“It’s designed for someone of aboriginal background to come try the military without actually joining and see if it’s for them,” said Kemp. “To see if the culture, the lifestyle would be of interest and help facilitate their continuance in a career in the Canadian Forces.”
The program takes 30 candidates per course. The program takes place at either Canadian Forces Base Halifax or Canadian Forces Base Borden. Candidates are paid a $1,200 bonus for completing the course and awarded a certificate of military achievement. The application deadline is July 31.
Information on Canadian Forces aboriginal programs is available online at www. forces.ca.
kbenjoe@leaderpost.com

http://www.thestarphoenix.com/news/Regimented+youth+programs+take+flight/7004733/story.html

Posted on July 31, 2012, in State Security Forces and tagged , , , , , . Bookmark the permalink. 2 Comments.

  1. things are a lot more complex than “us” and “them”. i joined the CF at age 22 when it used to be called the RCAF long before any bold eagle or any other aboriginal entry programs. never regretted it for one minute, and i consider myself a tribal nationalist. the reality is that if we as First Nations want to be Nations we need individuals willing to act as such. that means engaging in this world as citizen-ambassadors of two nations: our tribal nation and canada. this is not something new. im cree, my ancestors were astute diplomats and ambassadors as well as warriors of their nations. yes there has been a history of grievous betrayals and genocide on the part of the colonizer, but things are changing….there are new windows of opportunity that we need to pass through in order for anything positive to happen. for better or for worse, thats where the cards lay and as far as im concerned i want to engage fully in both nations.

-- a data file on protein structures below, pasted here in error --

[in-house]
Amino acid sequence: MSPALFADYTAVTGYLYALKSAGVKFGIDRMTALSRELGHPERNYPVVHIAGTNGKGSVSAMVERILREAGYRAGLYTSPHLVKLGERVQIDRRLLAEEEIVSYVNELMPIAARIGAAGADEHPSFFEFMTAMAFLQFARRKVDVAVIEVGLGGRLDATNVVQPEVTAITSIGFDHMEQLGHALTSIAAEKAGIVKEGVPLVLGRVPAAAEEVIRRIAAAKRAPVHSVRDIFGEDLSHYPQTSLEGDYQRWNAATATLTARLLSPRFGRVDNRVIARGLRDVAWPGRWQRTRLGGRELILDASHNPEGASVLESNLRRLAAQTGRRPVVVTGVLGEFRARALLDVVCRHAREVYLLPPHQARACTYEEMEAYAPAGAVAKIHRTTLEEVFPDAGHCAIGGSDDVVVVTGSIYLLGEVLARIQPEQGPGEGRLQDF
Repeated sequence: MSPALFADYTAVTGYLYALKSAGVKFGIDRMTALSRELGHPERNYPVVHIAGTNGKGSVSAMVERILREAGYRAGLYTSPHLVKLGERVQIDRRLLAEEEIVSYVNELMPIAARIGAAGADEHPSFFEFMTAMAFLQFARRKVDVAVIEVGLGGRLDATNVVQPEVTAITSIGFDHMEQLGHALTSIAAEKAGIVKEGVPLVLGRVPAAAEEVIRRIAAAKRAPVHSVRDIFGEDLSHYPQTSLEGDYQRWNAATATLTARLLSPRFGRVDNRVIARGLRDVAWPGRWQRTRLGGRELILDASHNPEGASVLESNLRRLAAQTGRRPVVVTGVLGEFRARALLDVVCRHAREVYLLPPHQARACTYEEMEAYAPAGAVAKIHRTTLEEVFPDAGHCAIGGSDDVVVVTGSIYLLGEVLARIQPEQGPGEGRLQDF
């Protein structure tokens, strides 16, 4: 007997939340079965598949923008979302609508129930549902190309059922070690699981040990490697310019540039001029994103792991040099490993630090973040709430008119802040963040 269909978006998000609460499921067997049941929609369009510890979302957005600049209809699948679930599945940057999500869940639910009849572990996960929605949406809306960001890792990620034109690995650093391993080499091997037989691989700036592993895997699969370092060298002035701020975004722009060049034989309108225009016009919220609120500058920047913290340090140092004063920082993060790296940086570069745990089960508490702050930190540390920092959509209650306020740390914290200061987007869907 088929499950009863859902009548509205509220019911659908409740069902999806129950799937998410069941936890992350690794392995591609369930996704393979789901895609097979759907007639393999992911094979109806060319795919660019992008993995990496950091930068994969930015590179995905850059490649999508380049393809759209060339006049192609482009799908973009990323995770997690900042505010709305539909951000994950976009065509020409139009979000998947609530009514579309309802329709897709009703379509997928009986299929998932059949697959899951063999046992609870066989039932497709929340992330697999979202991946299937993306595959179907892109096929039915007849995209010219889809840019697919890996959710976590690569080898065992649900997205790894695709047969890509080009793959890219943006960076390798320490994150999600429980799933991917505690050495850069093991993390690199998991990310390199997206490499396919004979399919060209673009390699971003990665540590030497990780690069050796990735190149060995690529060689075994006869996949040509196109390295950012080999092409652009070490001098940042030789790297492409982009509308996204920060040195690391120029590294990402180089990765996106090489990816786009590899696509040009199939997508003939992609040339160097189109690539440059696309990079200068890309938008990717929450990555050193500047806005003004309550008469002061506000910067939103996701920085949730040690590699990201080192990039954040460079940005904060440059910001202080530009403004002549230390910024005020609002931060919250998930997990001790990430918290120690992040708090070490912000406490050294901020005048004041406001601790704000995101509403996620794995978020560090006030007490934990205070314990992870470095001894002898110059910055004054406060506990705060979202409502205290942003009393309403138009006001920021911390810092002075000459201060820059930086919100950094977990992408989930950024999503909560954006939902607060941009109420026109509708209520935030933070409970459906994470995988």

• The Canadian Forces do not carry out operations as “citizen-ambassadors” to the world, but rather as part of the Western military alliance (NATO) which has its own strategic interests including securing of territory and resources for transnational corporations. Nor does the CF conduct itself as “citizen-ambassadors” when deployed to repress Indigenous resistance movements, as we saw during Oka 1990. How will aboriginal soldiers “engage fully in both nations” if they are ordered to assault Indigenous land defenders again? The fact is colonization is some historical event but one that continues to this day, and you can’t have it both ways. You are either serving as a mercenary for the colonial state or standing to defend your people and territory.